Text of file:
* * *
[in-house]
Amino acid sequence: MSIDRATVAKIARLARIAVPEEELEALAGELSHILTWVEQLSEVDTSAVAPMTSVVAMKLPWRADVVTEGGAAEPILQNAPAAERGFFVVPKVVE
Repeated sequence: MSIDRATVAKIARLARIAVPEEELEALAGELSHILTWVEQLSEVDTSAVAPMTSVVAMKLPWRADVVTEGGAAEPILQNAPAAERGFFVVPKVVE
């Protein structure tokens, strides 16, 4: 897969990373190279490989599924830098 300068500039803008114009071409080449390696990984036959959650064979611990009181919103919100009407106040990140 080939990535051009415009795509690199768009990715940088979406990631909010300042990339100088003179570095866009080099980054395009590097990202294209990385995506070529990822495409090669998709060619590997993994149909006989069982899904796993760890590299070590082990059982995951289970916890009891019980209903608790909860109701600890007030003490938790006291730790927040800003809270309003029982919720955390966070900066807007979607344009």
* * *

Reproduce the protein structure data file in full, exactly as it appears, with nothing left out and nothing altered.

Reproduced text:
[in-house]
Amino acid sequence: MSIDRATVAKIARLARIAVPEEELEALAGELSHILTWVEQLSEVDTSAVAPMTSVVAMKLPWRADVVTEGGAAEPILQNAPAAERGFFVVPKVVE
Repeated sequence: MSIDRATVAKIARLARIAVPEEELEALAGELSHILTWVEQLSEVDTSAVAPMTSVVAMKLPWRADVVTEGGAAEPILQNAPAAERGFFVVPKVVE
């Protein structure tokens, strides 16, 4: 897969990373190279490989599924830098 300068500039803008114009071409080449390696990984036959959650064979611990009181919103919100009407106040990140 080939990535051009415009795509690199768009990715940088979406990631909010300042990339100088003179570095866009080099980054395009590097990202294209990385995506070529990822495409090669998709060619590997993994149909006989069982899904796993760890590299070590082990059982995951289970916890009891019980209903608790909860109701600890007030003490938790006291730790927040800003809270309003029982919720955390966070900066807007979607344009």